A former Marine is asking Colorado police to return 71 marijuana plants seized at his home, saying the pot helps him deal with war injuries.

On Dec. 14, criminal charges were dismissed against Kevin Dickes, 38, of Aurora, Colo., who argued that marijuana helps him deal with injuries suffered during Operation Desert Storm, after he showed he is a state-certified medical marijuana patient.

Dickes had pleaded not guilty in Arapahoe County District Court to marijuana cultivation after police seized 71 plants from his home on April 27.

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Officers had seized the plants after a neighbor of Dickes reported he was growing marijuana in his home.

Robert Corry Jr., Dickes' attorney, said the plants ought to be returned to his client.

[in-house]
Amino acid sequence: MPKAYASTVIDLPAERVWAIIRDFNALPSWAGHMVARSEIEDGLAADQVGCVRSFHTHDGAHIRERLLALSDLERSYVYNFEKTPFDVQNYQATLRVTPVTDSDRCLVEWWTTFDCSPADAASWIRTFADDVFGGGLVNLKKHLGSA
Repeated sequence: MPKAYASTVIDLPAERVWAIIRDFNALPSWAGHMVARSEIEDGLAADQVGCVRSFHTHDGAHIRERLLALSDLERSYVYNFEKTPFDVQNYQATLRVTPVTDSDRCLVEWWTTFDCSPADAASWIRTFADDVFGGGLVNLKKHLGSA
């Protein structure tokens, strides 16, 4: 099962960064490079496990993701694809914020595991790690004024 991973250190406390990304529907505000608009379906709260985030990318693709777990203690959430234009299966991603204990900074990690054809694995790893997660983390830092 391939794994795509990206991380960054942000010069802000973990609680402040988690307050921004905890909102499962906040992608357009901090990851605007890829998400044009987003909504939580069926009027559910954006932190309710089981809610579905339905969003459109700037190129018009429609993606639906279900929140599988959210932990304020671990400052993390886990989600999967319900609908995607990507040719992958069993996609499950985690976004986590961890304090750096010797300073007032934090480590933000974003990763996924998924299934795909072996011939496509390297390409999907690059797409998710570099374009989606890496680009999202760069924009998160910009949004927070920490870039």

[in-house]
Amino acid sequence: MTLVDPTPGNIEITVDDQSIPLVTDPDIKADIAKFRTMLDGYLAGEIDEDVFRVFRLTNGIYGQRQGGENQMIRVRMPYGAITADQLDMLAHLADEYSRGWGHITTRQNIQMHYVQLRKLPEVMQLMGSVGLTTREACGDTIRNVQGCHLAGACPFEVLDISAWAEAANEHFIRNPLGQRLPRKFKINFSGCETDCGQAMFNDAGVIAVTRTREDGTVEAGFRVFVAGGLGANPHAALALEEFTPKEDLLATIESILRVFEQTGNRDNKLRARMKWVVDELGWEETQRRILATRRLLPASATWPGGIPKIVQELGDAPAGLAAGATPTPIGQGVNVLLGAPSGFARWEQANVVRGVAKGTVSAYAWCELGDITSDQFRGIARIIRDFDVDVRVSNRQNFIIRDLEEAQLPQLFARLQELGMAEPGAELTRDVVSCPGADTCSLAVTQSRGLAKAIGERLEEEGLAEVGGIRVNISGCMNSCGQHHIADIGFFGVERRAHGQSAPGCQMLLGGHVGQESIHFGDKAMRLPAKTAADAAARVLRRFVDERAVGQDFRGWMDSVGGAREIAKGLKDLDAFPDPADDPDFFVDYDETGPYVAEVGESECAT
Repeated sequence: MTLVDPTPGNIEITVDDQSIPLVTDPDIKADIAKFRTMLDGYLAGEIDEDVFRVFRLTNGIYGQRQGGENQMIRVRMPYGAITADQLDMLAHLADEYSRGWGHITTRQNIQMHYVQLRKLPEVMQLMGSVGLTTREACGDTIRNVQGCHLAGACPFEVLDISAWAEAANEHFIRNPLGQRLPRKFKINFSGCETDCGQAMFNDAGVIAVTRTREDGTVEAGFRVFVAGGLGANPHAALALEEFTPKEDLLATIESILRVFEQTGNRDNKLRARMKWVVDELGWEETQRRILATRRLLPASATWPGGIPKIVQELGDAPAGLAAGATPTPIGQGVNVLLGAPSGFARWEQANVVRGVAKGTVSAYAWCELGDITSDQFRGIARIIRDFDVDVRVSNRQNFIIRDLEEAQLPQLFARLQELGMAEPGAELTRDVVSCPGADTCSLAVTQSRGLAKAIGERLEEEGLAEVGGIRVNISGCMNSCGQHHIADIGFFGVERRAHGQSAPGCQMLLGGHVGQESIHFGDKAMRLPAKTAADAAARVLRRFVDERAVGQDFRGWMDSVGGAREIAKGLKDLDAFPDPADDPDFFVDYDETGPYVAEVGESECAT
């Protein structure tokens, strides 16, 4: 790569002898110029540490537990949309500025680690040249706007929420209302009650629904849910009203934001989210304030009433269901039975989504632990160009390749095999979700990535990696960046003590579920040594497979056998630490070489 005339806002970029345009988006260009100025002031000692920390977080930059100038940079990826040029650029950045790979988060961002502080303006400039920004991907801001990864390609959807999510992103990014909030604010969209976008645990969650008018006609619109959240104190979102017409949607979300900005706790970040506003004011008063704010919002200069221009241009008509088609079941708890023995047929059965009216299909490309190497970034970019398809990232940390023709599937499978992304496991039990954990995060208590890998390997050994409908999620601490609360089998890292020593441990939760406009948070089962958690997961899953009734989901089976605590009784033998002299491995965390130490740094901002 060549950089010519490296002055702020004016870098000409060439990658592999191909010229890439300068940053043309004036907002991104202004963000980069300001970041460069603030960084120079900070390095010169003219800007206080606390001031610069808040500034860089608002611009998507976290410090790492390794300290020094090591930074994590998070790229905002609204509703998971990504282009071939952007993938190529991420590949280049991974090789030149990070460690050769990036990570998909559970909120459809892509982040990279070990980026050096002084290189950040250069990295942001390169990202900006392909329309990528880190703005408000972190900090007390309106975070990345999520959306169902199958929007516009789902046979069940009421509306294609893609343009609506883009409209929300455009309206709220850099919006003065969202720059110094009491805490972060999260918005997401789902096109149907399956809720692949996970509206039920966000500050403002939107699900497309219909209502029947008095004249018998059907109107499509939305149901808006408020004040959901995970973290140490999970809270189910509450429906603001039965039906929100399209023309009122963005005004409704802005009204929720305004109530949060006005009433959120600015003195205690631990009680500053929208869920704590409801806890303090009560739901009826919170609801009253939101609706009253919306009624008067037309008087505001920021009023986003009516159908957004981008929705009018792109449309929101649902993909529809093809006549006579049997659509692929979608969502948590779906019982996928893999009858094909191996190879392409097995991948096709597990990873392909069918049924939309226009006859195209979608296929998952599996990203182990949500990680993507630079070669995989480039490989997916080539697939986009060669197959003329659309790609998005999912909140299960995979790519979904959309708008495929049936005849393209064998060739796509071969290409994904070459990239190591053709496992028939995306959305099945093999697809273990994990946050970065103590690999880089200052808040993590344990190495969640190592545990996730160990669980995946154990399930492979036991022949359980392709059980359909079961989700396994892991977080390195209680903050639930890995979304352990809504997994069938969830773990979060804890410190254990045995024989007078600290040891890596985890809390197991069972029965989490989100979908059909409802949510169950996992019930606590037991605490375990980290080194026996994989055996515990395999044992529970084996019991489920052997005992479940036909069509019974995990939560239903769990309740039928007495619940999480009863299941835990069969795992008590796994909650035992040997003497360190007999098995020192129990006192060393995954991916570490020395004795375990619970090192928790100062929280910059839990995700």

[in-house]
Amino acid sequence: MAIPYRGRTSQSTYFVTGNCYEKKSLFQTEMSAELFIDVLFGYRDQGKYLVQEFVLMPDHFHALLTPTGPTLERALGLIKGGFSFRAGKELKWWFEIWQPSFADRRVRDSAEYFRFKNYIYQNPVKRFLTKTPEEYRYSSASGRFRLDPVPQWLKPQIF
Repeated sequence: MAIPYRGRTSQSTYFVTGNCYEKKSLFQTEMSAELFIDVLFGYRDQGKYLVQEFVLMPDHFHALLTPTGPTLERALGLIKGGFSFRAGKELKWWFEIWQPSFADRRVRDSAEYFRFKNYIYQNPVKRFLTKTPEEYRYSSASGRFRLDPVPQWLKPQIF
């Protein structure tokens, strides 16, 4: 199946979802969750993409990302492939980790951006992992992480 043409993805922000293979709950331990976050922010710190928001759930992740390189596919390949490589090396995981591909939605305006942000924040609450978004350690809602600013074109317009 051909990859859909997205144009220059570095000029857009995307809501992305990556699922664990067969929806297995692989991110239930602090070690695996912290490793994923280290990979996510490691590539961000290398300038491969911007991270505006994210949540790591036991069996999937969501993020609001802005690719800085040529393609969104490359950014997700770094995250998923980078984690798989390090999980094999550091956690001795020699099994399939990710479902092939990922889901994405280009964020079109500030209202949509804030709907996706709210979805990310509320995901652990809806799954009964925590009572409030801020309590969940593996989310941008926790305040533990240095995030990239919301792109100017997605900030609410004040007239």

Police are required by state law to maintain the quality of anything they confiscate, he said, adding he planned to filed a motion Monday seeking the plants' return.

Dickes said marijuana helps ease the pain in his right leg caused by a grenade explosion in 1991 while he was serving in Kuwait.

Under Colorado's medical marijuana law, approved by voters in 2000, patients under a doctor's care who get a medical marijuana card may legally possess up to 2 ounces of pot or six plants. However, a provision in the law could allow for more plants.

Corry had argued there is no limit to the number of plants a person may cultivate for use as long as they are "medically necessary."

Dickes had faced up to six years in prison if convicted.

"We commend the district attorney for doing the right thing and dismissing criminal charges," Corry said.

Dickes is one of about 1,300 holders of medical marijuana cards in Colorado, according to the state.